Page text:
KONG: Skull Island

Tom Hiddleston

Samuel L. Jackson

reviewed by Tom-Tom

starstarstarhalf star

 

In 2004, Peter Jackson rebooted King Kong. It was a top heavy double feature with half (2/3?) the exploits happening on the mysterious island of Kong’s origin and the latter portion in 1931 New York. The CGI were state of the art for the time but the film had the feel of having bitten off more than it could chew. Skull Island takes a different approach and keeps us on the island which is Kong’s residence/battleground. He is no complacent sovereign, however, but a badass ape in almost constant defense of his rule. It is nice to see another big monster movie after the 2014 Godzilla and while Skull Island takes place in the same world, its timeframe is just at the close of the War in Vietnam. While other reviewers have criticised the foil American military in Vietnam and the mercenary group of American soldiers who enter Skull Island with bombs bursting in air, I applaud it. Godzilla since the very first 1954 film has criticized the use of weapons of mass destruction and Godzilla’s creation and indeed destruction were both due to said weapons. This was revamped in the existence of MUTO’s in the 2014 film who preyed on Nuclear Power and weapons going on a worldwide atomic feeding frenzy pursued by Godzilla. Similarly, I feel the King Kong franchise goes after colonialism and imperialism outlining the fallacy of rushing in where angels fear to tread. The organization Ken Watanabe was associated with in Godzilla MONARCH makes an appearance in this film as well giving the world another possible multi-billion dollar franchise with which to tempt a willing public.

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Crimson Peak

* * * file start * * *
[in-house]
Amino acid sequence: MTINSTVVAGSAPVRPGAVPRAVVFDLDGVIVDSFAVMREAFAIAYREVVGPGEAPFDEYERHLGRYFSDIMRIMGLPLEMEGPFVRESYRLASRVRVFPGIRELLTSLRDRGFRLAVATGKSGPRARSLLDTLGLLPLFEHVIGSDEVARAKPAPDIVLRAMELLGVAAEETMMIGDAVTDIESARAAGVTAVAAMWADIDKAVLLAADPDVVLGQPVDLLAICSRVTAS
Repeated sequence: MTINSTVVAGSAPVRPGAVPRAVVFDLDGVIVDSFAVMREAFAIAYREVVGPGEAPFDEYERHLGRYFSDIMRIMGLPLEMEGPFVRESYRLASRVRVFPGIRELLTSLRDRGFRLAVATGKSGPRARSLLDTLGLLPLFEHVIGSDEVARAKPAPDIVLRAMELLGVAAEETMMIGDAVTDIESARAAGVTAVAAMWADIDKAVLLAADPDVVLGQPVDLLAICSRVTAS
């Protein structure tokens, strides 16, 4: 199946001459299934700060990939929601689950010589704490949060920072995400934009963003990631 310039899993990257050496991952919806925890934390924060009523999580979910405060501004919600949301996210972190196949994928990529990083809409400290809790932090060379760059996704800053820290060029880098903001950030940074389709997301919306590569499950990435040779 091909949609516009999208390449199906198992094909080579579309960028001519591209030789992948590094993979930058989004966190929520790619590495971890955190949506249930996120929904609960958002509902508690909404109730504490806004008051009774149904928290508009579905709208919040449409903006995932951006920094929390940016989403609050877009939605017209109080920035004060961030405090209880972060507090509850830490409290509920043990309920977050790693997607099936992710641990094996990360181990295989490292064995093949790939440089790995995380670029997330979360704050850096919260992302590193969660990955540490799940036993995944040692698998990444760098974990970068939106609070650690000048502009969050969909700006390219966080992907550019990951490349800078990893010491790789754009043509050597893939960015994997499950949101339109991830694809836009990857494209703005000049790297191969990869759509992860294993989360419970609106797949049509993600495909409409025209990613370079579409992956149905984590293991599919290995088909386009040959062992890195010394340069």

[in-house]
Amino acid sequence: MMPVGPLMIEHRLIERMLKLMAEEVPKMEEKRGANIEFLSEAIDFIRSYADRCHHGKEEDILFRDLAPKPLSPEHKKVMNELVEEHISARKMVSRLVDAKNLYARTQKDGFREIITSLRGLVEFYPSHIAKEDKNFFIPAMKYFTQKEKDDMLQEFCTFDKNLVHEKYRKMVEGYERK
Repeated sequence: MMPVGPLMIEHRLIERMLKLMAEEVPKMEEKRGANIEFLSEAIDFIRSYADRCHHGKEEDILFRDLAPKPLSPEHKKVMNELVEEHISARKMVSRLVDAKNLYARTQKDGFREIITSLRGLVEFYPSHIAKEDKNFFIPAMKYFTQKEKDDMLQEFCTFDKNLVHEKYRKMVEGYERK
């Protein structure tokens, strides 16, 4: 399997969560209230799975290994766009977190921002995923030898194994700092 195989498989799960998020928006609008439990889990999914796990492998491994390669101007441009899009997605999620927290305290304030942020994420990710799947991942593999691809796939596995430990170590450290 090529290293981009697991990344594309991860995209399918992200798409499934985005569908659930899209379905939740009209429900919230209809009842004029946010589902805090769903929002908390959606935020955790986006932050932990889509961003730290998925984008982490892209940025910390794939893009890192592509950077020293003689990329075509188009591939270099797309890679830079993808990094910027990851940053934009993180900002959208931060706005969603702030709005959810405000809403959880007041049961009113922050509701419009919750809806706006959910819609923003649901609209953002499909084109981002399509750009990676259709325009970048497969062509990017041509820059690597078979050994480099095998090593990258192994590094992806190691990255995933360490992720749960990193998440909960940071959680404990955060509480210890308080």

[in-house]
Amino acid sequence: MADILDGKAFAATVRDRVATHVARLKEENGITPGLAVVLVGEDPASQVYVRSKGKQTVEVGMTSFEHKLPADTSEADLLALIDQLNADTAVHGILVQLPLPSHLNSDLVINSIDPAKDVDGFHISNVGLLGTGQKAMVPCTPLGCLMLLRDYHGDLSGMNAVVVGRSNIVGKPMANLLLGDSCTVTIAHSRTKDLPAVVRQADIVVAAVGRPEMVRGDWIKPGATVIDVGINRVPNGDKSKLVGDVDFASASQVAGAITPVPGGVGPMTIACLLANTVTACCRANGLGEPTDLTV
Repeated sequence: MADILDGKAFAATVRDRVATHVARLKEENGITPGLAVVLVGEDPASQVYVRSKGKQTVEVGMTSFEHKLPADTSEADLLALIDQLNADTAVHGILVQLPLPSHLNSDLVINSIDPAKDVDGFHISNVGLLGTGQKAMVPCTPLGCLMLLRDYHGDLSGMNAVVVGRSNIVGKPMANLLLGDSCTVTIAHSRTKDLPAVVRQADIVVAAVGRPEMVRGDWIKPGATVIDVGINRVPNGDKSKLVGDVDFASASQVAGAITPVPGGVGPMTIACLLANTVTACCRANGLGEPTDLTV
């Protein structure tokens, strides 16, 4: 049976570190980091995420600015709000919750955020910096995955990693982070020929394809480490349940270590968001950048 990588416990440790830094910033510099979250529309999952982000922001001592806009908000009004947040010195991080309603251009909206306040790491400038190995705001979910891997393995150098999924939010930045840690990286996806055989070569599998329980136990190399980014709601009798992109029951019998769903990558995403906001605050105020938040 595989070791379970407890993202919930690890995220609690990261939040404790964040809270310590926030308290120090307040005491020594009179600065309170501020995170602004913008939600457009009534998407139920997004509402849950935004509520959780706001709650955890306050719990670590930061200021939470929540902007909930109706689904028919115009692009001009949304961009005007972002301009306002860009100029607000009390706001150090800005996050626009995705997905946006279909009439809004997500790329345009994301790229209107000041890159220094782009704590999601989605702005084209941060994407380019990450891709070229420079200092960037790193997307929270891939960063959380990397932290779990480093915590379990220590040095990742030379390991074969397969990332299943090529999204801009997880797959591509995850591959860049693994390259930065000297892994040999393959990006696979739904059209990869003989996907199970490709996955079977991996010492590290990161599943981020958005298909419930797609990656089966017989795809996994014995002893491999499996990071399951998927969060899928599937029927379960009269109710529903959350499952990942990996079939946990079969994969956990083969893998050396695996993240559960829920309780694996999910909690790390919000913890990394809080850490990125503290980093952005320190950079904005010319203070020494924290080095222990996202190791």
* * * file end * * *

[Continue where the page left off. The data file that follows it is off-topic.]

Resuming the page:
Mia Wasikowska

Tom Hiddleston

reviewed by Tom-Tom

starstarstarhalf star

 

I had waited for a decent Del Toro film since Hell Boy 2. I went through almost his entire English and Spanish speaking backlog in anticipation while he thanklessly put his energy into producing The Hobbit Trilogy just to have Peter Jackson come back at the last minute and screw everything up. Well, at least it looked beautiful. Now, he departs from his typical thriller, sci-fi, horror, to a Gothic Romance. I know, I had the same reaction. There he goes wasting his considerable talent once again. I’m here to tell you, “No, he hasn’t.”

For one, his direction is sharper than it’s ever been with scenes cut to the bone always panning, always moving yet full of high class and intelligent dialogue. For another one, we have the always charming Tom Hiddleston with his double edged grin and piercing eyes to sweep us off our feet along with the lead Mia Wasikowska, whom you may remember as Alice in Alice in Wonderland. She plays her part as an innocent ingenue debutante with a flair for writing quite well. However, if you thought this was a hoity toity well dressed affair with only snappy dialogue as its weapon, you’ve obviously never seen a Del Toro picture. Here there be ghosts and rather creepy ones as well, each with a tale to tell and a sign to scream. There is also bloody violence which is so removed from the posh settings as to be rather more shocking than without.

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Thor: The Dark World

Chris Hemsworth

Natalie Portman

reviewed by Tom-Tom

starstarstar

        The Norse god of thunder is back in a rather light adventure full of jokes, mostly risk-free action and a closer look at more of the Nine Realms. Darcy Lewis the Intern (Kat Dennings) is back and this time she has her own intern. Natalie Portman is just as girlishly charming as ever as Dr. Jane Foster but this time is a central part of the plot, rather than a wide-eyed onlooker. The plot is quite simple. There were once Dark Elves who ruled in darkness. Now they’re back led by Malekith (Christoper Eccleston) and they want to make everything dark again.

Loki (Tom Hiddleston) is also back imprisoned but no less charming. As Robert Downey Jr. did with the frankly rather boring Tony Stark character (as he is in the comics), Hiddleston has elevated the somewhat silly comic book villain to one with depth, with pain behind that charming smile, to an almost Shakespearean scale. One of the Warriors Three, Hogun (Tadanobu Asano) who had almost no speaking parts and very little to do in the first film sits out most of this film after an action packed low-stakes beginning, which qualifies all of the powers of the Asgardians not the least, Thor’s awesome power. He’s a changed god after the first film and the events of Marvel’s The Avengers. Wiser, quieter, and more of a thinker. There is none of the foolhardy braggart like behavior which characterized him at the beginning of Thor.

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